Let’s learn about the amazing Middle East city of Abu Dhabi.
Where is Abu Dhabi?
Abu Dhabi is the Capital City of the United Arab Emirates (UAE), a Middle Eastern country.
Abu Dhabi is also the name of the Emirate (or “state”) in which it is located.
Where is the UAE located?
The UAE is situated on the Arabian Peninsula. To its south-east, you will find Oman and to the south-west, Saudi Arabia. The country faces on to the Arabian Gulf (or Perian Gulf, depending on who you ask).
Is Abu Dhabi a country?
No, it one of seven “Emirates” or states of the United Arab Emirates.
Is Abu Dhabi In Dubai?
No, a common misconception is that Dubai is actually the country, whereas Dubai is an Emirate, just like Abu Dhabi.
Abu Dhabi is by far the largest of the seven Emirates of the UAE, but Dubai is the most populous (and arguably the best internationally known, hence the confusion).
What are the seven emirates of the UAE?
From west to east they are:
- Abu Dhabi
- Umm Al Quwain
- Ras al Khaimah
There’s no such thing as Abu Dubai!! This is just people getting the two UAE cities mixed up.
What continent is Abu Dhabi in?
The Arabian Peninsular is part of Asia. Most of the Middle East falls in the continent of Asia, with the exceptions of Egypt (Africa), Turkey (partly Europe) and Cyprus (closer to the Middle East but part of the EU).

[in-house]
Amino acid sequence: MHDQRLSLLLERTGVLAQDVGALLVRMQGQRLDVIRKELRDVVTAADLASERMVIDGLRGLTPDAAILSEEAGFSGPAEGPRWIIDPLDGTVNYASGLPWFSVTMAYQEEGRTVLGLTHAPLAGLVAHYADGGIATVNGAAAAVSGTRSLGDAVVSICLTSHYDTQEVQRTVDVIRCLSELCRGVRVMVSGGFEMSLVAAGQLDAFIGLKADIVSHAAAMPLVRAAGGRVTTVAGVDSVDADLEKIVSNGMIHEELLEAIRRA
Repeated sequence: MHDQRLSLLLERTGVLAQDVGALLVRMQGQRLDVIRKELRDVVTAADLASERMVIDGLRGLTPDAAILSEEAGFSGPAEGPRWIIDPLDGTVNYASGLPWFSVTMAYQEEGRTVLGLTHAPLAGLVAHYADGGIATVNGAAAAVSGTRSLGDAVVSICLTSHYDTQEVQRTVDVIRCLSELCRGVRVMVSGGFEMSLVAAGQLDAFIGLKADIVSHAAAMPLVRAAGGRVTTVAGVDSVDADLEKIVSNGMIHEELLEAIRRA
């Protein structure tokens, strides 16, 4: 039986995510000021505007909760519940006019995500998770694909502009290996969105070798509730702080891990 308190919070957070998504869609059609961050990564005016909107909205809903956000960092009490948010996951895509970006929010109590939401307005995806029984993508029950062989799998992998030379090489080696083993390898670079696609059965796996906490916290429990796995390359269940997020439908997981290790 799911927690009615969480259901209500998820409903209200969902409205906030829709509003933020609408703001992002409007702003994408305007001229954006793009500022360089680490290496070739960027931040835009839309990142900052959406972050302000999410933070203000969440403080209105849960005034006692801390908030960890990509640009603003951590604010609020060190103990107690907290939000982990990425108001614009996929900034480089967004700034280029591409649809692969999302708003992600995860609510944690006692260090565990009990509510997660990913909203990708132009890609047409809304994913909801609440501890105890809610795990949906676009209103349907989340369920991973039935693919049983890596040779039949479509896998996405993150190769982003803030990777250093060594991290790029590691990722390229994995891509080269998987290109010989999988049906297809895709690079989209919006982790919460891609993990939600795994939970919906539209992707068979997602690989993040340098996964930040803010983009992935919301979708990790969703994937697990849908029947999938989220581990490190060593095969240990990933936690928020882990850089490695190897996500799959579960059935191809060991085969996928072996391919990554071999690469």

How big is Abu Dhabi?
Abu Dhabi Emirate covers over 67,300 square kilometres, which’s about 87% of the total landmass of the UAE, 83,600 square kilometres (114th largest country in the world).
The city of Abu Dhabi – or Abu Dhabi Metropolitan area is 972 square kilometres, spread over several islands and the mainland of the UAE.
What is Abu Dhabi’s population?
At the time of writing, there is no official census performed in the UAE. From external sources, we believe the city of Abu Dhabi’s population to be between 1.45 million and 1.8 million, whilst the whole country’s population is nearly 9.8 million inhabitants.
Note that the UAE’s population is largely made up of expatriate workers – some sources claim up to 90%.
Is Abu Dhabi bigger than Dubai?